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Pasilla (pronounced pah-SEE-yah; literally “little raisin”) refers to more than one variety of chile in the species Capsicum annuum.[1] A true pasilla is the dried form of the long and narrow chilaca pepper.[2] However, in the United States producers and grocers often incorrectly use ‘pasilla’ to describe the poblano, a different, wider variety of pepper whose dried form is called an ancho.[3][4]

Pasillas are used especially in sauces. They are sold whole or powdered in Mexico, the United States, and the United Kingdom.[5]

Chile negro or chilaca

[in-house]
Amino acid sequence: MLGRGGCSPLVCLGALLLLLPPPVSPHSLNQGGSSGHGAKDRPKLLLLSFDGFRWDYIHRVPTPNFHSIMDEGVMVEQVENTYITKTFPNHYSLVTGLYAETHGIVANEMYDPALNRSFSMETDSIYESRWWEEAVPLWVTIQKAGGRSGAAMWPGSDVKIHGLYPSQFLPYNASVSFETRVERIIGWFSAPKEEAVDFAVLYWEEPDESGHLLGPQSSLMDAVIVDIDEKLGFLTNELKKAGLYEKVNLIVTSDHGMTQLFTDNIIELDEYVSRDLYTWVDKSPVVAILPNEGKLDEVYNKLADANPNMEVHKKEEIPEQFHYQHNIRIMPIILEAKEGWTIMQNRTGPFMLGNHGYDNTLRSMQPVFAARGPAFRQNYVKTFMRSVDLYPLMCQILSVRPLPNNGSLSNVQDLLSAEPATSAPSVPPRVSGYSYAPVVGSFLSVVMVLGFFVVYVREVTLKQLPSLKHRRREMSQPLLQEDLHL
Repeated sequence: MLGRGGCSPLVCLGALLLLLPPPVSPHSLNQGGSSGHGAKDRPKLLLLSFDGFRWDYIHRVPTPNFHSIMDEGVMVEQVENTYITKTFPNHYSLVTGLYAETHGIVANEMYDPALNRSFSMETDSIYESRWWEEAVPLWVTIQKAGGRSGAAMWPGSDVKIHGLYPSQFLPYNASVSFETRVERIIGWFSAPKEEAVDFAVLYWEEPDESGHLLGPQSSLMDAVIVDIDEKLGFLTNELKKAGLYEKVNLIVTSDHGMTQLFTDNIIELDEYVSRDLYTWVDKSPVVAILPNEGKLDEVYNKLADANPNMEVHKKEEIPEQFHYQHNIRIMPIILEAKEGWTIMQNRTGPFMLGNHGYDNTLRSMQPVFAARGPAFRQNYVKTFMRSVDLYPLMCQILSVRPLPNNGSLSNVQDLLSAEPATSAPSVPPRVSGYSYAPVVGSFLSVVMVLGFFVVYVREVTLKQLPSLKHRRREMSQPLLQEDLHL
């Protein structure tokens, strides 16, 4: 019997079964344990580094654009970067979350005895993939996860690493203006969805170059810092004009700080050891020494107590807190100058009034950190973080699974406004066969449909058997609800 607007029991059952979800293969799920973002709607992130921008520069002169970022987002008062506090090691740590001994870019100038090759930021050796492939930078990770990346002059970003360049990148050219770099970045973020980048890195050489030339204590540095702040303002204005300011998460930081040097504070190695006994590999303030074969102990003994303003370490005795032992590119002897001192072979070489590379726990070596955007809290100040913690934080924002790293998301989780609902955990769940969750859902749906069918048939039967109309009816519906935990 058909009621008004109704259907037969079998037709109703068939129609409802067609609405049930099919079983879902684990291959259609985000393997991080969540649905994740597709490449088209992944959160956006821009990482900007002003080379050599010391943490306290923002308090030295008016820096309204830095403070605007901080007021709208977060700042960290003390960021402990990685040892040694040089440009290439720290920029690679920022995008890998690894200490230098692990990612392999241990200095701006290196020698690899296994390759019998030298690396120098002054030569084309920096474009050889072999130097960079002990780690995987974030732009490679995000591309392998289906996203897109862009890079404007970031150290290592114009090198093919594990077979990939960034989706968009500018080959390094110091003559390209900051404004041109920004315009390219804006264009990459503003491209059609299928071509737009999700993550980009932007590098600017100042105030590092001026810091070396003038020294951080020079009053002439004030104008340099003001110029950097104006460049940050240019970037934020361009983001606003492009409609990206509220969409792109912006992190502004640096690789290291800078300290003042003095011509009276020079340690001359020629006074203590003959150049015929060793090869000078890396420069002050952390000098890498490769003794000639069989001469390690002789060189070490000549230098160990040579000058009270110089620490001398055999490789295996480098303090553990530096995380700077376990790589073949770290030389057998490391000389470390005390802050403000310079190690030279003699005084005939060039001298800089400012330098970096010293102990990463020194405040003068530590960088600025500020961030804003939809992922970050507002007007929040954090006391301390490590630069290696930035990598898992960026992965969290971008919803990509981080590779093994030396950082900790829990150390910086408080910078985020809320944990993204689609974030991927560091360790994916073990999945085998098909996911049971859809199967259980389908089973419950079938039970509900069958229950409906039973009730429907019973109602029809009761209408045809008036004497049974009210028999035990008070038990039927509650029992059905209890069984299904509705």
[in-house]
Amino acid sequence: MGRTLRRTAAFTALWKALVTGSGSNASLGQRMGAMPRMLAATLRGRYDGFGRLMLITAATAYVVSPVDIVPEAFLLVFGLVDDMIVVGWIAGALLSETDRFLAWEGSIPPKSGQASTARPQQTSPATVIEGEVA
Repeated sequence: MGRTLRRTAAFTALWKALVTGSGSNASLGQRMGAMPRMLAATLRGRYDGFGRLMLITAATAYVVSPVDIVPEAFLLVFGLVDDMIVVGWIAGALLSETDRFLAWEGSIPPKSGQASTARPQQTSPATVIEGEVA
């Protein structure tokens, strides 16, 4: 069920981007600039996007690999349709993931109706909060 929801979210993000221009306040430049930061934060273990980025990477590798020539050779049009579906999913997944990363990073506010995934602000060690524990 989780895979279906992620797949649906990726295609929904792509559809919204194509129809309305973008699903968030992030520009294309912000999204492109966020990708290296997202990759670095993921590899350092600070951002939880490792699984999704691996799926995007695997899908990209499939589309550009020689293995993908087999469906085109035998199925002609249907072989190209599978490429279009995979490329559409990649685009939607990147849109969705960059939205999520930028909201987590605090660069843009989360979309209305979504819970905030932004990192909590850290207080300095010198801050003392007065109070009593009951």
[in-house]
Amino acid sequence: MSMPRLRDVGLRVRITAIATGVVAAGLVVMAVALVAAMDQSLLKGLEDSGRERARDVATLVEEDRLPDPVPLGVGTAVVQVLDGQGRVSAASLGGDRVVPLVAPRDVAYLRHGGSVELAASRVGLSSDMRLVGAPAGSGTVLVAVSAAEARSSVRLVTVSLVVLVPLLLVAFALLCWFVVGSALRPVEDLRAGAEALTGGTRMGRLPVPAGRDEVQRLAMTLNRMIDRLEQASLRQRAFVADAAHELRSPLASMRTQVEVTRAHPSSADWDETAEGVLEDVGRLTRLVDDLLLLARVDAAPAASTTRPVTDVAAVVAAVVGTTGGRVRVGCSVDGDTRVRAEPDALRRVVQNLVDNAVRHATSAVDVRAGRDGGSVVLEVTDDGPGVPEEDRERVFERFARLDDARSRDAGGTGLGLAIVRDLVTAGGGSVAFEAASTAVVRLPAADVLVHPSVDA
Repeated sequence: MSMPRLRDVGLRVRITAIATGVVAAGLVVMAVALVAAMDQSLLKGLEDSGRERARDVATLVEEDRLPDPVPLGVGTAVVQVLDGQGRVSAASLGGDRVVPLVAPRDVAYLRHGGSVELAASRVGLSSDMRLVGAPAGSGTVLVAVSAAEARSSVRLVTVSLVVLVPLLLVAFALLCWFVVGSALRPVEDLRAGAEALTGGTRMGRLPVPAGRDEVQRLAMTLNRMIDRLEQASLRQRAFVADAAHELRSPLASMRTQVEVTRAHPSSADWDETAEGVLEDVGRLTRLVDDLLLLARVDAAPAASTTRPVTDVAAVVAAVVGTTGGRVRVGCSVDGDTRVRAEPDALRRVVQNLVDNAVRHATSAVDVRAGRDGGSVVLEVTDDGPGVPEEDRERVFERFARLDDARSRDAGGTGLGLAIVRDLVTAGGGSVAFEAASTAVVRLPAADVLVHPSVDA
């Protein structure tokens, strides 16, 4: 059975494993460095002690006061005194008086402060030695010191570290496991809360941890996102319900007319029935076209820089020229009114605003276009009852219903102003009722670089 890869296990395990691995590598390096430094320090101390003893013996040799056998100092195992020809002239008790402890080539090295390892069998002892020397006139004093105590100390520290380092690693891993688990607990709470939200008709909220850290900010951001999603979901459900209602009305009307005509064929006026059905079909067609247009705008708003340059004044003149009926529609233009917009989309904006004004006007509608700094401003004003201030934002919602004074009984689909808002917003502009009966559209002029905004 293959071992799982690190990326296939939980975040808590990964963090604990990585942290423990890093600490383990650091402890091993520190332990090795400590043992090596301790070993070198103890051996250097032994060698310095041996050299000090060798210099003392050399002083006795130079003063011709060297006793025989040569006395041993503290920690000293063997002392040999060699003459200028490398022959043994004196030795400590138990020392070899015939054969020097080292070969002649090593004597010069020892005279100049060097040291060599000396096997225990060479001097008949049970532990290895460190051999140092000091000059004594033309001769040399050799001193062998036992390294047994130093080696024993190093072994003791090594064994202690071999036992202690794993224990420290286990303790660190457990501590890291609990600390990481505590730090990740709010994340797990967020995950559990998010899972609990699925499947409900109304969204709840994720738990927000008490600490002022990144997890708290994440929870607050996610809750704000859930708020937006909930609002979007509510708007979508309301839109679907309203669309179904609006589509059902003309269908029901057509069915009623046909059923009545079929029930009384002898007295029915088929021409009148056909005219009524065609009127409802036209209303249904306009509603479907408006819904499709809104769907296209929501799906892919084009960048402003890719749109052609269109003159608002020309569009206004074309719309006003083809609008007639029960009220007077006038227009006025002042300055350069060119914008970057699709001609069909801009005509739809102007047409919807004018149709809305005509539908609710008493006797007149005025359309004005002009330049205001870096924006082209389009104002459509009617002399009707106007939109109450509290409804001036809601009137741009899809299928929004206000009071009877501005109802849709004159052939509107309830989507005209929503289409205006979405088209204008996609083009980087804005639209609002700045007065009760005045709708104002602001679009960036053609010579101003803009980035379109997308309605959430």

The pasilla chile or chile negro is the dried form of a variety of Capsicum annuum named for its dark, wrinkled skin. In its fresh form, it is called the chilaca. It is a mild to medium-hot, rich-flavored chile. It is generally 6 to 8 inches (15 to 20 cm) long and 1 to 1.5 inches (2.5 to 4 cm) in diameter. The fresh narrow chilaca can measure up to 9 inches (22 cm) long and often has a twisted shape, which is seldom apparent after drying. It turns from dark green to dark brown when fully mature.

Pasilla de Oaxaca is a variety of smoked pasilla chile from Oaxaca used in mole negro.

Pasilla peppers are often combined with fruits and are excellent served with duck, seafood, lamb, mushrooms, garlic, fennel, honey, or oregano. [6]

Written on February 29th, 2012 , Botany, Vegetables Tags:

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